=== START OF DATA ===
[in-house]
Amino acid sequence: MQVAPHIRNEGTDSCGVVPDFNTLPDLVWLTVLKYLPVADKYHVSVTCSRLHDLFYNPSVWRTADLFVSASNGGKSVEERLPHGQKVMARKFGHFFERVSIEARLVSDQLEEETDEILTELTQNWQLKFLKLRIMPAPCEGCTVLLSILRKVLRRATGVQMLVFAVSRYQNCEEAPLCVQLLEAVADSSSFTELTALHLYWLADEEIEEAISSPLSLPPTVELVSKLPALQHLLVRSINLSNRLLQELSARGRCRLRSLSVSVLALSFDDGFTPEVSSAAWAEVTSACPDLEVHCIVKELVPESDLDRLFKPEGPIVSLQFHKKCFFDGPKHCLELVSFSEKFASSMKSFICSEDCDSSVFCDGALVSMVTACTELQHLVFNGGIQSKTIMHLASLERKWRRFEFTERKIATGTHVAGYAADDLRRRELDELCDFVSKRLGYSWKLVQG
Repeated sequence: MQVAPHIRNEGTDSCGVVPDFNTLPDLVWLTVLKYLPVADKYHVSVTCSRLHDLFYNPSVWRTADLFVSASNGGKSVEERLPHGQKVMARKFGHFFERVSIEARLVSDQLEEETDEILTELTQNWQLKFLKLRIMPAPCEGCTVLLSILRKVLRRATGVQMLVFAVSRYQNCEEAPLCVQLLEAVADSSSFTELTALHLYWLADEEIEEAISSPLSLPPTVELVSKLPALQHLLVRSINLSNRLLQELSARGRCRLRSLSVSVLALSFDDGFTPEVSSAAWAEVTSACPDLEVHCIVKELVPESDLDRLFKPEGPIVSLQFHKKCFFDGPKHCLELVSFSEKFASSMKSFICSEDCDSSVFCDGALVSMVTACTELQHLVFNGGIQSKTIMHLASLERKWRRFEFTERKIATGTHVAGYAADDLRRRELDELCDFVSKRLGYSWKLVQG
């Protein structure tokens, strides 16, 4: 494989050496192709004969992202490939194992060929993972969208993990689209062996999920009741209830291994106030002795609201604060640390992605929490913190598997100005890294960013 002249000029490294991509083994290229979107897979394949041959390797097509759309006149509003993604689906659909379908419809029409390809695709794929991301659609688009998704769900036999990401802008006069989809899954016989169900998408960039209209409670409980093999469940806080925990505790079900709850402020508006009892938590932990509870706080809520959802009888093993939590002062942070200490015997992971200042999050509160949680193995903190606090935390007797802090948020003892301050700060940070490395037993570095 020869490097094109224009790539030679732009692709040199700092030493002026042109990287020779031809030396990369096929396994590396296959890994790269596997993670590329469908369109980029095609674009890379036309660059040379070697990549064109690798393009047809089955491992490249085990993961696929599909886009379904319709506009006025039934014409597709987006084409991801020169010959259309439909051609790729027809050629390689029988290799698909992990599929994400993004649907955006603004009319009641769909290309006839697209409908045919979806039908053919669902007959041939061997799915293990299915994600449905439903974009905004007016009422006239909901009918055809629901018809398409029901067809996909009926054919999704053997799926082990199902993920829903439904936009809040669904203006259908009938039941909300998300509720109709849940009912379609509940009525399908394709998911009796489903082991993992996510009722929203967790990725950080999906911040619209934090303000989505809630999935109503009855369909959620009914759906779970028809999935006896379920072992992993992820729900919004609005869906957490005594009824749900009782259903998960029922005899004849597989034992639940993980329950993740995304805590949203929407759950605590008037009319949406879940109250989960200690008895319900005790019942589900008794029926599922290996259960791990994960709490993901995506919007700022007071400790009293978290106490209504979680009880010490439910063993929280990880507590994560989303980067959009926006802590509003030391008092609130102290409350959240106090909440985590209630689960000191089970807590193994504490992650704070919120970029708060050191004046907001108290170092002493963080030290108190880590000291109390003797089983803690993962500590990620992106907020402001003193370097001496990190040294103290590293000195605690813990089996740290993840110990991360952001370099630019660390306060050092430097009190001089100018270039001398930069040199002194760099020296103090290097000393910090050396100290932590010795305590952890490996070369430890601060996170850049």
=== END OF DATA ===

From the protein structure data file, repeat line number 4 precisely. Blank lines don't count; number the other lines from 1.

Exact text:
């Protein structure tokens, strides 16, 4: 494989050496192709004969992202490939194992060929993972969208993990689209062996999920009741209830291994106030002795609201604060640390992605929490913190598997100005890294960013 002249000029490294991509083994290229979107897979394949041959390797097509759309006149509003993604689906659909379908419809029409390809695709794929991301659609688009998704769900036999990401802008006069989809899954016989169900998408960039209209409670409980093999469940806080925990505790079900709850402020508006009892938590932990509870706080809520959802009888093993939590002062942070200490015997992971200042999050509160949680193995903190606090935390007797802090948020003892301050700060940070490395037993570095 020869490097094109224009790539030679732009692709040199700092030493002026042109990287020779031809030396990369096929396994590396296959890994790269596997993670590329469908369109980029095609674009890379036309660059040379070697990549064109690798393009047809089955491992490249085990993961696929599909886009379904319709506009006025039934014409597709987006084409991801020169010959259309439909051609790729027809050629390689029988290799698909992990599929994400993004649907955006603004009319009641769909290309006839697209409908045919979806039908053919669902007959041939061997799915293990299915994600449905439903974009905004007016009422006239909901009918055809629901018809398409029901067809996909009926054919999704053997799926082990199902993920829903439904936009809040669904203006259908009938039941909300998300509720109709849940009912379609509940009525399908394709998911009796489903082991993992996510009722929203967790990725950080999906911040619209934090303000989505809630999935109503009855369909959620009914759906779970028809999935006896379920072992992993992820729900919004609005869906957490005594009824749900009782259903998960029922005899004849597989034992639940993980329950993740995304805590949203929407759950605590008037009319949406879940109250989960200690008895319900005790019942589900008794029926599922290996259960791990994960709490993901995506919007700022007071400790009293978290106490209504979680009880010490439910063993929280990880507590994560989303980067959009926006802590509003030391008092609130102290409350959240106090909440985590209630689960000191089970807590193994504490992650704070919120970029708060050191004046907001108290170092002493963080030290108190880590000291109390003797089983803690993962500590990620992106907020402001003193370097001496990190040294103290590293000195605690813990089996740290993840110990991360952001370099630019660390306060050092430097009190001089100018270039001398930069040199002194760099020296103090290097000393910090050396100290932590010795305590952890490996070369430890601060996170850049």